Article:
The U.S. Census Bureau and Department of Commerce reported a mixed bag of results for the week. The Census Bureau released that new orders for manufactured goods increased $4.6 billion in July, but unfilled orders were down for the tenth consecutive month, the longest streak of declines in the history of the agency's publishing of the report since 1992.
The agency reported that for new orders of manufactured durable goods, there was saw an increase of $8.2 billion in July to $169 billion, which was an increase of more than 5% and a strong rebound from the 1% decline experienced in June. Shipments of these goods also increased for the second straight month to $173.3 billion. Unfortunately, the same positives weren't true for new orders and shipments for manufactured nondurable goods, which decreased in July, led by petroleum and coal products, which were down more than 7%, or $2.7 billion.
The building sector further let air out of the balloon as the Department of Commerce reported that the seasonally adjusted annual rate of construction spending in July edged lower by 0.2% to $958 billion. This was also down considerably from the $1.07 trillion in construction spending seen in July 2008. For the first seven months of the year, construction spending amounted to $543.8 billion, which was 11.4% below the $613.5 billion seen during the same period last year. Private nonresidential spending fell for the fifth straight month and public nonresidential spending fell 0.8% as state and local governments scaled back projects, despite the injection of federal stimulus dollars.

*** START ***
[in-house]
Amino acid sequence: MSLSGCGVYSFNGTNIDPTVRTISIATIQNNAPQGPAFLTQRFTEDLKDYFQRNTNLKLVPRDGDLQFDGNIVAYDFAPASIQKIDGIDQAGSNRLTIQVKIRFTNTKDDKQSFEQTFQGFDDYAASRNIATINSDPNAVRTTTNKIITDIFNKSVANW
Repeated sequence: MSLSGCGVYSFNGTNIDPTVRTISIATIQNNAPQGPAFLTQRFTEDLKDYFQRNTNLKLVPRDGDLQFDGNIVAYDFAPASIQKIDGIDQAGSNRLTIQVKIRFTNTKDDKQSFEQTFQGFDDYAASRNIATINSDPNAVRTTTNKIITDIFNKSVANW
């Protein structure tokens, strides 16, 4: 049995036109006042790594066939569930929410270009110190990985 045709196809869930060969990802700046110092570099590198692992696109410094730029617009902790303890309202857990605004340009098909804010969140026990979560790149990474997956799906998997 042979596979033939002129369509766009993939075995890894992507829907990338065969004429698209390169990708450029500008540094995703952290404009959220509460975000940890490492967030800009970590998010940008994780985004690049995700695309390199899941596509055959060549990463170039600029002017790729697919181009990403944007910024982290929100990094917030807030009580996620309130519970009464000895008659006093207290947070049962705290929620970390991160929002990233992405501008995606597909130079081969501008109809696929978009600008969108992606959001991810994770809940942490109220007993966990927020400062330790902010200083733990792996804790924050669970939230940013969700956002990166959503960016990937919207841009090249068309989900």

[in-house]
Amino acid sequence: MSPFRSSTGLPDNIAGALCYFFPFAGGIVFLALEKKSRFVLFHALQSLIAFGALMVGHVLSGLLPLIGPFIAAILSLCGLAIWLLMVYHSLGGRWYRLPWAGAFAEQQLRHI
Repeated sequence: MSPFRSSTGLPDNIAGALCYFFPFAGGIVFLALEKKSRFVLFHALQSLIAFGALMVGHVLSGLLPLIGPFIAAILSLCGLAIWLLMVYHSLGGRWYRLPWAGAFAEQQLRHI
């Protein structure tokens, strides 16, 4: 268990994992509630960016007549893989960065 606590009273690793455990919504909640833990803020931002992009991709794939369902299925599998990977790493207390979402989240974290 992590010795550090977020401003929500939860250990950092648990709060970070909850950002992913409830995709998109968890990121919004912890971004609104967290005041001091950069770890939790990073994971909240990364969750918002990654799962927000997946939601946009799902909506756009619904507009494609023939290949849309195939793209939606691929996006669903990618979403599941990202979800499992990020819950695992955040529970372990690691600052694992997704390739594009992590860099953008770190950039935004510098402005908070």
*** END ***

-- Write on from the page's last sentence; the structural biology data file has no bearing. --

"We know from contractors' reports that stimulus money is beginning to flow, but what should be a torrent by now is only a trickle in most categories," said Ken Simonson, chief economist, Associated General Contractors of America (AGC). "Given that private construction will continue shrinking for several more months, public agencies charged with spending stimulus funds on construction must do so as promptly as possible."